PDP, APC, what’s the Difference?

With just a month or two left for us to go to the polls to elect those who would determine our future in the next four years, Nigerians have witnessed a spate of movements from the one political party to the other. The biggest of the movements was the decamping of the Rt. Hon Aminu Tambuwal, speaker of the Federal House of Representatives from the PDP to the APC. Having jumped ship, his resignation as speaker of the House of Representatives should have been a corollary to the splash that his jumping ship made. The speaker became speaker by first being a member of the party he jumped from.   But his followers are adamant, and insist that the constitution of the Federal republic of Nigeria guarantees his freedom of movement as a human being. They insist as well that since the matter is already in court, it would be unreasonable for the speaker to preempt the courts and resign as speaker.

My opinion concerning this specious apology is well known, and reasonably articulated sometime ago in a Daily Independent newspaper publication titled WHY SHOULD TAMBUWAL RESIGN AS SPEAKER? I have no intention of dwelling on the unfortunate blow that Mr. Speaker’s political demeanour has dealt our political culture and development. The Speaker’s supporters forget that what the constitution guarantees in terms of freedom of association is a fundamental human right that we all as citizens should enjoy. But when it comes to belonging to a political party, the constitution was not as benevolent as that, insisting that if anyone is desirous of contesting for public office, that ambition can only be realized by becoming a bona fide member of a political party, be subject to its constitution, and be guided by its ideology. It is that belief and conviction in the ideology of the party that drives our innate weapons of hope, trust, determination and ambition, and which gives us the belief that if we hold on to these beliefs, our country and her citizens will prosper.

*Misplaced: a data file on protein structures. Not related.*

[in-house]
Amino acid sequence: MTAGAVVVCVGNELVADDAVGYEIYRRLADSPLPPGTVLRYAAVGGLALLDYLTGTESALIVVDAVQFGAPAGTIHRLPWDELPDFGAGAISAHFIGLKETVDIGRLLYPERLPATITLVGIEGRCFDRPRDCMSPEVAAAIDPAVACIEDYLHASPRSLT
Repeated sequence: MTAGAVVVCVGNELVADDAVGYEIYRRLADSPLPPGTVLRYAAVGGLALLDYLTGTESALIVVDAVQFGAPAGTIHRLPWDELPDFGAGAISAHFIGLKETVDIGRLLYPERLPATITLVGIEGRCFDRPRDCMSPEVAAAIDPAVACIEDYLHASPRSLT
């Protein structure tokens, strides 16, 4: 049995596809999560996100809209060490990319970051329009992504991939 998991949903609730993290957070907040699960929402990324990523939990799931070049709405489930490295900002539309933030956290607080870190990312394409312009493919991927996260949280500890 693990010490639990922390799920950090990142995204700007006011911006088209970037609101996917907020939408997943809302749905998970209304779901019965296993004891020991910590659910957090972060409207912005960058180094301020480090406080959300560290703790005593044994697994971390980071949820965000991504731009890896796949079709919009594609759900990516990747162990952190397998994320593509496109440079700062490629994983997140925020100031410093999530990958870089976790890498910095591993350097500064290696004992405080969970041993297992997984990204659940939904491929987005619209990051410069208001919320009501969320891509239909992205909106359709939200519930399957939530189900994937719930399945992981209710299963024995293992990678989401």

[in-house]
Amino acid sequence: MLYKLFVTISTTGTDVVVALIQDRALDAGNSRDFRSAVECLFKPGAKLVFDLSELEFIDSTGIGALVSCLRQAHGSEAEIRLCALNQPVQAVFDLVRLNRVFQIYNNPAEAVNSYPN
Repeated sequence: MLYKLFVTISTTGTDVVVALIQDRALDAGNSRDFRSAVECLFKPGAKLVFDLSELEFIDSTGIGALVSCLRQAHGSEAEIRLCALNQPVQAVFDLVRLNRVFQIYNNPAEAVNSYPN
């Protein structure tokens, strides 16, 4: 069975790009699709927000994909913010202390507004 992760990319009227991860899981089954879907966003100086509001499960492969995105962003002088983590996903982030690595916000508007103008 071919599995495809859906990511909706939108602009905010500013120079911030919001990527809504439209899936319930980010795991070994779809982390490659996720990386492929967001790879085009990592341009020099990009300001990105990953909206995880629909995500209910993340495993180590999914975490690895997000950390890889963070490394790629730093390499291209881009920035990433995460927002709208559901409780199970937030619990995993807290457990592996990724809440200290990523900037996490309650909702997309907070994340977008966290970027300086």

Let’s look at a good example of a country that exemplifies these ramifications. The United States has only two political parties – the Republicans and Democrats. What makes them Democrats or Republicans different in mission, vision and scope is not just the animal emblems –the one is a horse while the other a donkey – that represent them, no. These parties have men and women of long standing belief in their convictions that banding together, and bounding themselves with the chords of faith, hope, courage and love for country, they can lead their country in a direction leading to the fountain of progress and prosperity. That conviction drives the Republicans and drives the Democrats as well. Therefore, where the Democrats believe that it is the business of government to take care of the interests of everyone, the Republicans believe that government is one huge cauldron of beans and the fire provided by government should fire the pot, allowing every bean to reach the top as the water boils. While Republicans believe that free enterprise promotes economic growth, Democrats insist that the business of government is too complex and complicated for the ordinary man on the street to grapple with. For Republicans, it would be better if government cuts down waste and allow the people to control government spending. Democrats disagree – they would like a situation where government bureaucrats determine the tax regimen to meet its obligations to her people. These ‘disagreements’ also take place in the education, immigration, national security, and health care. If there are areas where the Republicans who are currently the majority believe that the Democrats would get the upper hand and an advantage, they would become filibursters and try to delay that advantage. These ‘disagreements’ in the way the country should be run was what led to the nearly shut down of the American economy sometime this year. The point has to be made that they have come together, mostly in the interest of national security, and adopted a bipartisan approach to solve their country’s problems. They don’t jump ship or decamp.